Flooded Impact Craters in Hebrus Valles
Hebrus Valles are a complex set of channels in the northern lowlands of Mars just to the west of the Elysium volcanic region.
The channel segments to the north of this image display a variety of features, including streamlined forms and terracing that are suggestive of catastrophic flooding.
However, this observation shows channels of uniform width suggesting more persistent flows eroding into and around two impact craters, each about two hundred meters in diameter. This complex geology may be the result of formation in volcanic terrains as fluid flows erode into basalt and interbedded ash or sediment layers. The channel system is thought to be early Amazonian in age (as far back as 3 billion years ago), which is younger than many of the other outflow channels on Mars.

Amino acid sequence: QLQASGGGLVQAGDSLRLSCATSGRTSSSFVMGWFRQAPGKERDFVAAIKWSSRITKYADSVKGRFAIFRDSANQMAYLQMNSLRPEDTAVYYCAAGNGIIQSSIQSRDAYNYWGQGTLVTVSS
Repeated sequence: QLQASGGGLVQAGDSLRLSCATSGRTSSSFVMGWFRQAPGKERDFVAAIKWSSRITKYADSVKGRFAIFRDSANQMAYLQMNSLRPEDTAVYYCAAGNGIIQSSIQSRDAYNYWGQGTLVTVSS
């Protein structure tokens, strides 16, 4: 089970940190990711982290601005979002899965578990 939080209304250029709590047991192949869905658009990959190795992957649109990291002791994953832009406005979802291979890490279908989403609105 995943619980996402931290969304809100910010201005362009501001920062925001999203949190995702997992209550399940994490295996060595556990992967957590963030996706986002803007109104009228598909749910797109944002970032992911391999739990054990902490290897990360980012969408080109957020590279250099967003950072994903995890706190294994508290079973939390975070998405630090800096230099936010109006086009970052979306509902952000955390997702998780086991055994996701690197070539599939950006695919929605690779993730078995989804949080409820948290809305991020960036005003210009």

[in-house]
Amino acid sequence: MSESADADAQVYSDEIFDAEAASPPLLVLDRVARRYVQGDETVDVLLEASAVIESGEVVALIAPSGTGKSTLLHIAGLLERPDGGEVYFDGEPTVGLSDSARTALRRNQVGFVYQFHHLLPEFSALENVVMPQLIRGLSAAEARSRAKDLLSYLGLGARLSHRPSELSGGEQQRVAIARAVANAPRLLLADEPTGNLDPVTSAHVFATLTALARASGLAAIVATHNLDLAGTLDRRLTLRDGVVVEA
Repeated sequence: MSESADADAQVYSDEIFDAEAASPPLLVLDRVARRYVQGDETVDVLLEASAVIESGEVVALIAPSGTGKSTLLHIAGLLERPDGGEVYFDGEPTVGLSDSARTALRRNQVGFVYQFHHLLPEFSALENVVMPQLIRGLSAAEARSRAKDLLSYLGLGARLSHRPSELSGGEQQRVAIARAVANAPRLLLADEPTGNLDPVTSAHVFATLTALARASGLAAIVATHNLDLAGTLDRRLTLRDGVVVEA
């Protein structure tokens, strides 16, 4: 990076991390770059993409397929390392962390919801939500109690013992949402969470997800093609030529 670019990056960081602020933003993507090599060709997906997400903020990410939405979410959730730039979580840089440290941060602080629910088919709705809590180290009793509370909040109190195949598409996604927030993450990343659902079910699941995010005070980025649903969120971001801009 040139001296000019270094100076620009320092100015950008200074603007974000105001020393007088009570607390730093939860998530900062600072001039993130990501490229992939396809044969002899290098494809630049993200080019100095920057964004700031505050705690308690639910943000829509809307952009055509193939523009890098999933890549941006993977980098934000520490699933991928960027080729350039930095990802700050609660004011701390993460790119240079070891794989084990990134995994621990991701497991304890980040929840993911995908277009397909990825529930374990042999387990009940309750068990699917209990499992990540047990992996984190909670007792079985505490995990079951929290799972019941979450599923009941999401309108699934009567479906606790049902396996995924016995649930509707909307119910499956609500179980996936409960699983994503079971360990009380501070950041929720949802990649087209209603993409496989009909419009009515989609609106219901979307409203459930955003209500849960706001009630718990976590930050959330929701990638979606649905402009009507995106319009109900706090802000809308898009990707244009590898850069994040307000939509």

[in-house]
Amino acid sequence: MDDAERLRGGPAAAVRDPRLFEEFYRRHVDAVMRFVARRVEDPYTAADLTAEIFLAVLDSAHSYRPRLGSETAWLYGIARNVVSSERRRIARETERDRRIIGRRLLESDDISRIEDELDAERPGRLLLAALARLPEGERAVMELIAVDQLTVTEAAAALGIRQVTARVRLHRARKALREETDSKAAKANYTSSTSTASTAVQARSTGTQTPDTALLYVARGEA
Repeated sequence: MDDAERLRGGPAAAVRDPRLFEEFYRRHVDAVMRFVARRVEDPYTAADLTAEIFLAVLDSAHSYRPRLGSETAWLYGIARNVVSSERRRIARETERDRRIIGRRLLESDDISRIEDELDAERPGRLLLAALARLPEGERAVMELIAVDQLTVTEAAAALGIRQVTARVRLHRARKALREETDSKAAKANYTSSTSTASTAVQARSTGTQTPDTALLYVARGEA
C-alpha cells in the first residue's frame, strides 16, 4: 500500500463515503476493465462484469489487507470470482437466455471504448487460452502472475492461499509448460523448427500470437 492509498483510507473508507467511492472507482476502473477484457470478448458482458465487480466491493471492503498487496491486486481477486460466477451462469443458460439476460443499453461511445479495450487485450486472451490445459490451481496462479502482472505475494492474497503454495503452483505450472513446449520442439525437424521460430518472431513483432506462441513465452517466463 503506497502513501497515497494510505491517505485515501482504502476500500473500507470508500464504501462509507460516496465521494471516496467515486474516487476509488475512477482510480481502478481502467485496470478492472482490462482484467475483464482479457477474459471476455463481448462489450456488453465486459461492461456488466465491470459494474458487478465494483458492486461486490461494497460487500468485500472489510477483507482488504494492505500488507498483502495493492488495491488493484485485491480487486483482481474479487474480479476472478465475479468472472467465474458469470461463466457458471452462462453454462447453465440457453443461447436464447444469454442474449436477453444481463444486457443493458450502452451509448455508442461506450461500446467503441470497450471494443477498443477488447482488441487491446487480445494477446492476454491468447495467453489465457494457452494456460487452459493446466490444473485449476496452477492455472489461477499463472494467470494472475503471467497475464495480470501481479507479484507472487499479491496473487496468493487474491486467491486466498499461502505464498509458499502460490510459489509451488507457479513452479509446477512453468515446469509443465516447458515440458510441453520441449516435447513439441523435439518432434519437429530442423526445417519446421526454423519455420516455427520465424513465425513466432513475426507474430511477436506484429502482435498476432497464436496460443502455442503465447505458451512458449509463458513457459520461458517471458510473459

The map is projected here at a scale of 25 centimeters (9.8 inches) per pixel. (The original image scale is 32.5 centimeters [12.8 inches] per pixel [with 1 x 1 binning]; objects on the order of 98 centimeters [38.6 inches] across are resolved.) North is up.
This is a stereo pair with ESP_073686_2010.
The University of Arizona, in Tucson, operates HiRISE, which was built by Ball Aerospace & Technologies Corp., in Boulder, Colorado. NASA's Jet Propulsion Laboratory, a division of Caltech in Pasadena, California, manages the Mars Reconnaissance Orbiter Project for NASA's Science Mission Directorate, Washington.